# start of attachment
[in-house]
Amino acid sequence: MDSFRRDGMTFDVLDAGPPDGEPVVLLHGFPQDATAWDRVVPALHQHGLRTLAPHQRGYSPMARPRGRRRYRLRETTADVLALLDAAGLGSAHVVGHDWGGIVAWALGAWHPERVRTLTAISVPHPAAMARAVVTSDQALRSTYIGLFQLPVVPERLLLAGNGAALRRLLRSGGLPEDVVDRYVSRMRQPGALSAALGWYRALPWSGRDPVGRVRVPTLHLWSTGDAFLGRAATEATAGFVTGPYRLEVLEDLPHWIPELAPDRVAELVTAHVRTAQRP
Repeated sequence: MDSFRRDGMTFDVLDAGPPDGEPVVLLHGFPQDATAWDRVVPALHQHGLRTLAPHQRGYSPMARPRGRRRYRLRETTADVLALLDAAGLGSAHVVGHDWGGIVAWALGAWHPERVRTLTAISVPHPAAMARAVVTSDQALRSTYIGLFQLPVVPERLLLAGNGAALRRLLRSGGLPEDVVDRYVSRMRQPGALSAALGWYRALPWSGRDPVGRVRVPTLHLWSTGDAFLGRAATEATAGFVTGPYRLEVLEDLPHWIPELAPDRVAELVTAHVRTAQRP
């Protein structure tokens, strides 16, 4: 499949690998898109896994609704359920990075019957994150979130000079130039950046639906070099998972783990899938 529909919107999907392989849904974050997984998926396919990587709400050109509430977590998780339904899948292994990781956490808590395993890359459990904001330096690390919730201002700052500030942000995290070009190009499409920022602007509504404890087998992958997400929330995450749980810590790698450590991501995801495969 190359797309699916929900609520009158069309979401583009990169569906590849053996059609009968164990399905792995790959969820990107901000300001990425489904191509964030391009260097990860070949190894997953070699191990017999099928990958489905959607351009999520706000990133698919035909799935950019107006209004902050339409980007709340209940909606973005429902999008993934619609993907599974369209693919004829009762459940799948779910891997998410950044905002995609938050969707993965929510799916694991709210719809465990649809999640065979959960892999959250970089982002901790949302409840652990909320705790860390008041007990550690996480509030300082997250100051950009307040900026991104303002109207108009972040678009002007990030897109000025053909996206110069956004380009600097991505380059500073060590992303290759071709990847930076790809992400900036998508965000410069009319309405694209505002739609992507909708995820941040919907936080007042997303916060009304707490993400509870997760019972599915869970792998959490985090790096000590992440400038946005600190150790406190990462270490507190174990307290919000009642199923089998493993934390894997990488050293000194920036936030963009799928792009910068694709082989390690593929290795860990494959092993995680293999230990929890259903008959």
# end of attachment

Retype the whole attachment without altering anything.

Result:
[in-house]
Amino acid sequence: MDSFRRDGMTFDVLDAGPPDGEPVVLLHGFPQDATAWDRVVPALHQHGLRTLAPHQRGYSPMARPRGRRRYRLRETTADVLALLDAAGLGSAHVVGHDWGGIVAWALGAWHPERVRTLTAISVPHPAAMARAVVTSDQALRSTYIGLFQLPVVPERLLLAGNGAALRRLLRSGGLPEDVVDRYVSRMRQPGALSAALGWYRALPWSGRDPVGRVRVPTLHLWSTGDAFLGRAATEATAGFVTGPYRLEVLEDLPHWIPELAPDRVAELVTAHVRTAQRP
Repeated sequence: MDSFRRDGMTFDVLDAGPPDGEPVVLLHGFPQDATAWDRVVPALHQHGLRTLAPHQRGYSPMARPRGRRRYRLRETTADVLALLDAAGLGSAHVVGHDWGGIVAWALGAWHPERVRTLTAISVPHPAAMARAVVTSDQALRSTYIGLFQLPVVPERLLLAGNGAALRRLLRSGGLPEDVVDRYVSRMRQPGALSAALGWYRALPWSGRDPVGRVRVPTLHLWSTGDAFLGRAATEATAGFVTGPYRLEVLEDLPHWIPELAPDRVAELVTAHVRTAQRP
């Protein structure tokens, strides 16, 4: 499949690998898109896994609704359920990075019957994150979130000079130039950046639906070099998972783990899938 529909919107999907392989849904974050997984998926396919990587709400050109509430977590998780339904899948292994990781956490808590395993890359459990904001330096690390919730201002700052500030942000995290070009190009499409920022602007509504404890087998992958997400929330995450749980810590790698450590991501995801495969 190359797309699916929900609520009158069309979401583009990169569906590849053996059609009968164990399905792995790959969820990107901000300001990425489904191509964030391009260097990860070949190894997953070699191990017999099928990958489905959607351009999520706000990133698919035909799935950019107006209004902050339409980007709340209940909606973005429902999008993934619609993907599974369209693919004829009762459940799948779910891997998410950044905002995609938050969707993965929510799916694991709210719809465990649809999640065979959960892999959250970089982002901790949302409840652990909320705790860390008041007990550690996480509030300082997250100051950009307040900026991104303002109207108009972040678009002007990030897109000025053909996206110069956004380009600097991505380059500073060590992303290759071709990847930076790809992400900036998508965000410069009319309405694209505002739609992507909708995820941040919907936080007042997303916060009304707490993400509870997760019972599915869970792998959490985090790096000590992440400038946005600190150790406190990462270490507190174990307290919000009642199923089998493993934390894997990488050293000194920036936030963009799928792009910068694709082989390690593929290795860990494959092993995680293999230990929890259903008959």